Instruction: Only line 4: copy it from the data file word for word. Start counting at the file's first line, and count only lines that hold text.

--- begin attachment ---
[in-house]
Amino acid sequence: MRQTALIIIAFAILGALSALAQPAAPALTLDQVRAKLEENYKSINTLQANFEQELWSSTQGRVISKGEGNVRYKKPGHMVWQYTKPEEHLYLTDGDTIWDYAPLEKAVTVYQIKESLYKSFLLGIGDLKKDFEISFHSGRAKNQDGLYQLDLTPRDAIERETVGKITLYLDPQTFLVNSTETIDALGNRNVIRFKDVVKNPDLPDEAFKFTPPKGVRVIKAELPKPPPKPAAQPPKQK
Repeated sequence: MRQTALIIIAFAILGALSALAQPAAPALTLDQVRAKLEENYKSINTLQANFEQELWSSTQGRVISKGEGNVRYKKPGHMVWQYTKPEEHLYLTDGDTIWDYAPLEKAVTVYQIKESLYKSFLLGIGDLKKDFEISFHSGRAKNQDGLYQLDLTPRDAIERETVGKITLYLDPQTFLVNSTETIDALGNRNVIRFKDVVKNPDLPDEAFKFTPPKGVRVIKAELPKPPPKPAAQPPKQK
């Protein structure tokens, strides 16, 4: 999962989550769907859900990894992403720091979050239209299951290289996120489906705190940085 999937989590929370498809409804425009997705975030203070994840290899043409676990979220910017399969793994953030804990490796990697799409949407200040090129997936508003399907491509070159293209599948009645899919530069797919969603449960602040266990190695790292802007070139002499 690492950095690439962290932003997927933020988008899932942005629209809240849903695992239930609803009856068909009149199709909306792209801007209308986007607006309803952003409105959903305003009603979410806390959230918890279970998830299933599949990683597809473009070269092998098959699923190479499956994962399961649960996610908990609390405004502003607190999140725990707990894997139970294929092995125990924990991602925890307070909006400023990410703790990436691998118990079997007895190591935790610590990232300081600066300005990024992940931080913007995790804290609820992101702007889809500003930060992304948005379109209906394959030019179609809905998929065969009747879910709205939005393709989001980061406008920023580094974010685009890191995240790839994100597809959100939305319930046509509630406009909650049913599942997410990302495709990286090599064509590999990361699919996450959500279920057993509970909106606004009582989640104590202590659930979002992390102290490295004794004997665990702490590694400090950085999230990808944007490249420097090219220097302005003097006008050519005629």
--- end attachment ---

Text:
């Protein structure tokens, strides 16, 4: 999962989550769907859900990894992403720091979050239209299951290289996120489906705190940085 999937989590929370498809409804425009997705975030203070994840290899043409676990979220910017399969793994953030804990490796990697799409949407200040090129997936508003399907491509070159293209599948009645899919530069797919969603449960602040266990190695790292802007070139002499 690492950095690439962290932003997927933020988008899932942005629209809240849903695992239930609803009856068909009149199709909306792209801007209308986007607006309803952003409105959903305003009603979410806390959230918890279970998830299933599949990683597809473009070269092998098959699923190479499956994962399961649960996610908990609390405004502003607190999140725990707990894997139970294929092995125990924990991602925890307070909006400023990410703790990436691998118990079997007895190591935790610590990232300081600066300005990024992940931080913007995790804290609820992101702007889809500003930060992304948005379109209906394959030019179609809905998929065969009747879910709205939005393709989001980061406008920023580094974010685009890191995240790839994100597809959100939305319930046509509630406009909650049913599942997410990302495709990286090599064509590999990361699919996450959500279920057993509970909106606004009582989640104590202590659930979002992390102290490295004794004997665990702490590694400090950085999230990808944007490249420097090219220097302005003097006008050519005629």